Unacceptably slow - Bar Association boss vows to help to oil the wheels of justice
The cries for justice to be administered in a timely manner will have caught the attention of the newly elected president of the Jamaican Bar Association, Sherry Ann McGregor, who has vowed to do her part to ensure that the wheels of justice turn faster.
Days after Attorney General Marlene Malahoo-Forte announced plans to meet with members of the legal fraternity to discuss measures to speed up the justice process, McGregor has voiced her concerns about the slow pace of the system.
"One of the most valuable resources is time, and we are not using it wisely," McGregor told The Sunday Gleaner last week.
"How many times do we walk the corridors of the court and the courtrooms are empty?" she queried as she charged that cases are too often adjourned.
According to McGregor, while she is aware that there is not enough budgetary support for the courts, the empty courtrooms reflect an inefficient utilisation of time.
McGregor says she has already met with Minister of Justice Delroy Chuck, Chief Justice Zaila McCalla and other stakeholders in the system to see what can be done to improve the situation.
"We are creeping back into the period where civil trial dates are too far away from the case management dates, and that shows you that something is not right," said McGregor as she expressed concern that litigants have to wait for too long to get justice.
McGregor charged that the trial of a simple matter, which will last for two to three days, is now being set for late 2017 or 2018.
She said last October she had a two-day case set for May 2017.
The Bar Association president highlighted the difficulty litigants face even to get hearings for injunctions in urgent matters, and argued that a judge should be available on call to hear such matters.
One of the most frequent complaints by lawyers and litigants is the long delay in getting judgments handed down, a situation which McGregor argued should never happen.
"I am deeply concerned that we have judges who retire before they deliver judgments. We have outstanding cases, some several years old, in which judgments are yet to be delivered.
"We need judges to get into the habit of delivering oral judgments speedily and then give their written reasons at a later date, as the litigants would then know the outcome of their cases," said McGregor.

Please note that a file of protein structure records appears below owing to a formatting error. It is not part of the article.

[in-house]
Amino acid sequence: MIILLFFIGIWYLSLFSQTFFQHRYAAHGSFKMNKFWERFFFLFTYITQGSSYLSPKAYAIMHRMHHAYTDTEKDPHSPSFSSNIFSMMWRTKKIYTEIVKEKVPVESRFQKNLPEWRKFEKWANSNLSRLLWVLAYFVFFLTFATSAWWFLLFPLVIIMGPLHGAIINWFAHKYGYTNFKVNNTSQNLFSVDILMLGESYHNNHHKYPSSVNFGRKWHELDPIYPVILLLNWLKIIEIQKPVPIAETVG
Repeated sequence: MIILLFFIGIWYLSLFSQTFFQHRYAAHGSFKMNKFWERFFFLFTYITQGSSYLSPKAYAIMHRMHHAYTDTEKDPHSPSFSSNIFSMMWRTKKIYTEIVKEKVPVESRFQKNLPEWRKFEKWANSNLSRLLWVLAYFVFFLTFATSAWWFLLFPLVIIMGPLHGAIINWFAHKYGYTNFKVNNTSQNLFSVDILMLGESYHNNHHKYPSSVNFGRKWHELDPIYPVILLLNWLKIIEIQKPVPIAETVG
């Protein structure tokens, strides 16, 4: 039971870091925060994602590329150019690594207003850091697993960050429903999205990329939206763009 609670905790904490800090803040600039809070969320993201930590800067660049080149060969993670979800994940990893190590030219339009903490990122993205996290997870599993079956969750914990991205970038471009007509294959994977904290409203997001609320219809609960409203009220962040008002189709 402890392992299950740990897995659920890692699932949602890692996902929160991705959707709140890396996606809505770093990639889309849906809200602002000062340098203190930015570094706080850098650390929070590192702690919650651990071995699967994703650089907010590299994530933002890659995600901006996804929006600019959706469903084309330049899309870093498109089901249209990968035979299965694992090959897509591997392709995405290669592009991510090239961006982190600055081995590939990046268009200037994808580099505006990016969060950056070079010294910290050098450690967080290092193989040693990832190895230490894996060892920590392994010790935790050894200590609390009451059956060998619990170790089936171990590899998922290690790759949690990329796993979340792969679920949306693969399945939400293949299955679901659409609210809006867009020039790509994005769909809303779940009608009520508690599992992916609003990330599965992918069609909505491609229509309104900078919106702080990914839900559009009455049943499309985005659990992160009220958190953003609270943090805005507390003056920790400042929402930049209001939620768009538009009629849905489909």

The Bar Association has long expressed its concern about the delays and backlogs in the criminal and civil courts, and its new president told our news team that while the recent focus has been on the delays in having criminal cases disposed of, there are also long delays in civil matters.
McGregor said while several measures had been suggested to reduce the delays, the system is being hampered by inefficiencies in the court's registry and the absence of proper statistics to properly define the extent of the backlog.
The Bar Association head endorsed the recommendation of the chief justice, that cases on the court list for five years and more should be sent to a special judge who would review the files and determine how to move on.
According to McGregor, this would be a very reasonable approach as it would give the prosecution and the defence the opportunity to determine whether it is worthwhile for such cases to remain in the system.
But she is adamant that in each case the interest of the accused and the victims and their families must be protected.
RIGHT TO A FAIR TRIAL
"The accused has a right to a fair trial within a reasonable time, but if that fair trial is delayed for reasons that can be overcome, then why should the victims and their families be faced with the possibility of the cases being thrown out without being tried?"
McGregor argued that when many cases are placed on the trial list in the criminal courts each week with full knowledge that they will not all be tried, it breeds frustration.
She said in the same way that the setting of civil cases for trial was revamped in 2003 so that a matter is set for trial on a specific date and for a fixed number of days, the same approach could be taken in respect of criminal trials.
The attorney warned that multiple court appearances and adjournments could cause witnesses and even victims to lose the desire to participate in the legal process.
On the civil side, McGregor said while there has been some improvement, there is room for even more, given the backlog of divorce cases.
She said with the new system, once the petitions had no errors or omissions, then they should be completed within six months. There is also a backlog with probate cases and McGregor said the focus must be to reduce the time it takes to obtain grants of Probate and Letters of Administration.